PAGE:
"We are not changing our stance. Our basic stance on 51 percent divestment, our demand for smelters - all that is still there. But in negotiations, you should give a little to assure the other side that we are still open to some options," said the official.
The two sides had opted for a temporary solution to break a deadlock in issues that "cannot be resolved quickly," said Bambang Gatot, Director General of Coal and Minerals in the mining ministry,
A spokesman for Freeport Indonesia declined to comment on the warming ties with the government.
A senior Freeport McMoRan executive said last week the company was awaiting details of a temporary export permit from the Indonesian government that would allow it to ramp up production. 
($1 = 13,330 rupiah)
 
(Additional reporting by Hidayat Setiaji, Wilda Asmarini and Kanupriya Kapoor in JAKARTA and Samuel Wanda in TIMIKA; Writing by Ed Davies; Editing by Raju Gopalakrishnan)

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2) PAPUA TIMBER EXPORTS EARNED RP22 BILLION




Processed wood ready to export to China at Jayapura Port–Jubi/ Sindung Sukoco

Jayapura, Jubi –  Papua Province governor, Lukas Enembe has officially released an export processed wood to China through Jayapura Port of Papua. Assuming the value of exports or foreign exchange of 100 containers reached Rp22 billion.
Papua Provincial Forestry Office Yan Yap Ormuseray said the exported processed wood has based on timber forest product utilization permit (HPH) in Papua. The timber comes from Keerom District, Jayapura and Sarmi processed by PT Batasan, PT Hanurata, PT Mojalindo, and Papua Hutan Sari Makmur.
“The wood is processed in primary and secondary wood industry in Jayapura, coordinated by ISWA (Employers’ Association of Indonesia Processed Timber) Papua and Komda Papua,” said Ormuseray in his speech to release of 100 containers of yellow Merbabu woods to China on Monday, April 10th 2017.

It is expected, he said that exporters’ entrepreneurs will make regular efforts to export timber overseas and local governments are expected to support it.
Papua Governor Lukas Enembe said very grateful that Papua has become an exporting region overseas. He argues that Papua’s natural resources have yet been utilized well.
“We can export every month, but there must be enough labor as well in Papua. But at the moment it is good that the number of export is constantly increasing. It will be better if coupled from other commodities that have not been well explored such as tuna, coffee, coconut, and seaweed,” said Enembe.
Papua Governor wished for the government officials to maximize other commodities as Indonesian Port Company (PT. Pelindo) claimed to look for the market.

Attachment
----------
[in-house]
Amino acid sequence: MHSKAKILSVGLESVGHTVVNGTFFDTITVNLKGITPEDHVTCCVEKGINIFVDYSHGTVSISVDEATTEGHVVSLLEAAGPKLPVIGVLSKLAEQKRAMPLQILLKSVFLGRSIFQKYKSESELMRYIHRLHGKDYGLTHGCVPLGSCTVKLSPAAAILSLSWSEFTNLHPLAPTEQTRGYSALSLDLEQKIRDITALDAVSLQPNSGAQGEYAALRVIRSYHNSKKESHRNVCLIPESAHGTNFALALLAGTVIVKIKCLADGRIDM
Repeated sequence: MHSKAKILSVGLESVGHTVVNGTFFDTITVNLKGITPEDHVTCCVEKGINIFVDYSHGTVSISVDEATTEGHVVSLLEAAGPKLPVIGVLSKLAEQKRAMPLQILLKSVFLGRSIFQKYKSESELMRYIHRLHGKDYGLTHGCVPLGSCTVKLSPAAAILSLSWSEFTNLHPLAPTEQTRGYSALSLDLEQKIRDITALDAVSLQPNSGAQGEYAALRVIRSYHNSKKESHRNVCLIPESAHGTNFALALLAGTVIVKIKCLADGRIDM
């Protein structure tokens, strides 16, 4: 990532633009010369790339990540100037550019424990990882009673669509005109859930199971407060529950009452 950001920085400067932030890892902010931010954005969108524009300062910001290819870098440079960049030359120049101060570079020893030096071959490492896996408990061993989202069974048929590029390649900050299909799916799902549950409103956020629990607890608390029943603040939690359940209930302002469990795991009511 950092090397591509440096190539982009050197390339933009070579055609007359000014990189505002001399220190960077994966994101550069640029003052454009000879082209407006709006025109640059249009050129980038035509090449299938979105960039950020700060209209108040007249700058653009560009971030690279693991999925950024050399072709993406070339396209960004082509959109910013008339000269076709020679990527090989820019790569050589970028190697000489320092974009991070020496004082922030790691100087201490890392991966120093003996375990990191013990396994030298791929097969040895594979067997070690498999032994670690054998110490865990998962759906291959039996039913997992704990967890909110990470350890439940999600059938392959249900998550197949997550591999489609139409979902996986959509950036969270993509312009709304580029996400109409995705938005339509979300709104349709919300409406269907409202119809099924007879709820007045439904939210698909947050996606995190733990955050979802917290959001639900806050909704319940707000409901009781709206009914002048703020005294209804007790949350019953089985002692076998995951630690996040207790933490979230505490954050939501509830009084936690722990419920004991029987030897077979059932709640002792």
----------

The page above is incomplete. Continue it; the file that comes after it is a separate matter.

“Pelindo will find the market, I hope the government officials can work hard on this case,” he said. (*)



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3) ONDOAFI: IT’S DIFFICULT TO IMPLEMENT SAGO REGULATION
AdminApr 12, 2017


Jayapura, Jubi – It was difficult to apply Regency Regulation (Perda) No 3/2000 related to preservation of sago in Jayapura regency. One of the reasons, according to Orgenes Kaway, a Papua Ondoafi (Sentani-Papua indigenous) in Bambar Village, Waibu District, Jayapura regency, most indigenous has released their customary land right.
He said sago forests are closely related to customary rights. These customary rights do not belong to the government, but the indigenous people. Either individual or tribal clans may limit customary owners of the communal land.

“I think it’s difficult to make and implement legislation regarding preservation of sago. There are various factors that sometimes led community to release their customary rights. Economic factor is one of them, and the pressure of progress and development,” said Kaway recently.
According to Papuan legislators from the National Awakening Party (PKB), government has role to raise awareness of the importance of preserving the forest sago. Invites people to keep the sago forests in certain areas.
“But the government too should show their role and concern for the preservation of sago. If you want to get serious on this, it is not about making a program for one or two months. It should be sustainable because sago cultivation is a routine,” he said.
Other Papuan legislators, Mustakim see the problem of sago preservation in Papua is that the areas are diminished, eroded by construction of buildings, shops, residential and road infrastructures.
“Every year sago palm are diminished, while efforts to replace the lost sago are very minimal. The government needs to establish sago palm as local wisdom in Papua,” said Mustakim.
It also because sago is the staple food of Papuans from time of the ancestors, before they know anything about rice.
He asked the government to encourage the development of large scale sago processing industries. (*)